Last Wednesday, a troubled teenager went home, logged onto the Internet, and discussed his unhappiness with strangers at a discussion board he liked to frequent. He wanted to kill himself, he said. And then Abraham Biggs Jr. did just that — on live videocam. The camera stopped running approximately 12 hours later when the police came to the door.
Biggs had told viewers what he was going to do. Some reportedly urged him on. Some discussed among themselves whether the dosage of pills he was taking was enough. The sequence of these events is unclear, as the video-streaming site connected to the discussion forum, Justin.tv, has removed the video.
The site has issued a statement of regret over the young man’s death. The incident is now under investigation by the police.
It may be that Justin.tv and the people who watched Biggs’ suicide will not find themselves in legal jeopardy. It is not against the law to fail to stop a suicide in most states, although a few do outlaw people advising someone else to commit suicide. Also, it is well established that Web sites cannot be liable for illegal activity that takes place on their domain unless they are notified specifically about it.
On the other hand, it may be that officials will find an existing piece of legislation that can form the basis of a prosecution, much as attorneys have done with the current prosecution of Lori Drew, the woman accused of provoking the suicide of a 13-year-old girl through fraudulent online activity.
Even if the site, a forum moderator, or a viewer who encouraged Biggs is prosecuted, though, it is unlikely that any legal action will scratch the surface of the big questions surrounding the tragedy: Why did this happen? How could this happen? And, perhaps worst of all, what have we done to ourselves?
Cause and Effect?
There is a school of thought suggesting that the Internet and the collaborative nature of Web 2.0, specifically, is desensitizing people to violence and tragedy to an unprecedented degree. Worse, the Internet is making possible crimes that may not have otherwise occurred.
Indeed, there are many horror stories — several of which have found their way into the “Law and Order” television franchise — from murder to rape to kidnapping, whose beginnings were traced to online activity. The events surrounding Biggs’ suicide, according to this view, suggest that human behavior has reached a new tipping point.
“This event was tragic on so many levels,” Corinne Gregory, founder and president of The PoliteChild and SocialSmarts, told the E-Commerce Times. Society’s devaluation of life and loss and human tragedy is not new, “but the Internet is accelerating that trend to a new level.”
Still, no discussion of societal trends is ever that pat. There is plenty of anecdotal evidence, for instance, to suggest that at least some viewers thought Biggs was joking.
“From what I understand, Biggs was a well known ‘troll’ on Justin.tv,” said Cord Silverstein, EVP of interactive communications at Capstrat — “troll” meaning someone known to frequent sites specifically to try to get a rise out of the other participants. “
“Anyone familiar with Biggs’ past comments and behavior might have easily decided he wasn’t serious,” Silverstein told the E-Commerce Times.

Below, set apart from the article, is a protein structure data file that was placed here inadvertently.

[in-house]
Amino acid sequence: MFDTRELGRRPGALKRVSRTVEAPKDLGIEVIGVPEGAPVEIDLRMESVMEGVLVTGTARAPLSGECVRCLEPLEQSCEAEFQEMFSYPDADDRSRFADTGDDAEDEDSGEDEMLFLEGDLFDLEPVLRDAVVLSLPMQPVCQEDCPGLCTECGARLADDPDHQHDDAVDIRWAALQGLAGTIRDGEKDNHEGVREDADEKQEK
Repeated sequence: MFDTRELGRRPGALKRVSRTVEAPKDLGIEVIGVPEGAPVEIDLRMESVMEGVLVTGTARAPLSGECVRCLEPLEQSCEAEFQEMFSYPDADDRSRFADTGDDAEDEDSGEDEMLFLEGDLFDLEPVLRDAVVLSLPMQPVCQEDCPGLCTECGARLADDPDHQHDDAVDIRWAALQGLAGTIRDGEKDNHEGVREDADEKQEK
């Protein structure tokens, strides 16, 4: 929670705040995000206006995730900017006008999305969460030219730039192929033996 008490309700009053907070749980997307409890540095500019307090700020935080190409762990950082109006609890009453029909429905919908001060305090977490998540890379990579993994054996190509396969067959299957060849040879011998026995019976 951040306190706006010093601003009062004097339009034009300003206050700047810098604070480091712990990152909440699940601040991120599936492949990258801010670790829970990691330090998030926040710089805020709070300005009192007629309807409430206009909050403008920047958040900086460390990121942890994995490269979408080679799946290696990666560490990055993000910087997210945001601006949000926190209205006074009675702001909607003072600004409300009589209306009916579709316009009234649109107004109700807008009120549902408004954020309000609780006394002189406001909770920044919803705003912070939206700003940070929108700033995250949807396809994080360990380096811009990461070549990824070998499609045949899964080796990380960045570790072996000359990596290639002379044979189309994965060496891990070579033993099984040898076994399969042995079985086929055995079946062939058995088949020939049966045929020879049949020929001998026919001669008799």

That it apparently took 12 hours for the police to be summoned may not have been utter callousness on the part of the viewers, but rather an assumption that someone else would do it. True, such a “dispersion of responsibility,” said Richard Shadick, director of Pace University’s counseling center and an adjunct professor of psychology, is hardly humankind’s finest impulse. It is an online version of the Kitty Genovese phenomenon — another horrifying societal touch point. Genovese was a young woman who was violently murdered in 1964 in view of 38 onlookers who failed to go to her assistance or even call the police.
“The more people that are witness to a tragic event, the less likely it is they will step in,” Shadick said. “That is one possibility why those individuals didn’t contact the police in time.”
This discussion will no doubt continue as our lives become ever more intricately entwined with the Internet. One area of growing consensus, though, appears to be the need to put more safeguards in place.
“It is essential to drill home that whenever someone talks about suicide, that person needs to be taken seriously, no matter what,” Shadick said.
“People — younger people in particular — are comfortable with sharing every aspect of [their] lives online now,” said Armen Berjikly, founder and CEO of Experience Project — a social experience site that has archived more than two million individual experiences. “[That’s] something that many of us are only coming to grips with right now.”
It is essential for sites to impress upon their visitors that some subjects require more than a layperson’s response, Berjikly told the E-Commerce Times. The Experience Project, for instance, offers several links to suicide prevention for that reason.
No Going Back
It should not go unmentioned that the Internet has helped many people who were isolated connect to others. “I just read about how a woman blogging about losing her son could be therapeutic,” Paulette Kouffman Sherman, a licensed psychologist, told the E-Commerce Times. Blogging gives her an outlet to express herself — and could help assuage another parent’s grief as well.
But does that advantage outweigh the damage the Internet can potentially cause? Unlike the angst over how or whether society has devolved into something lesser, that particular existential discussion will not have much value.
Useful or destructive, the Internet is here to stay.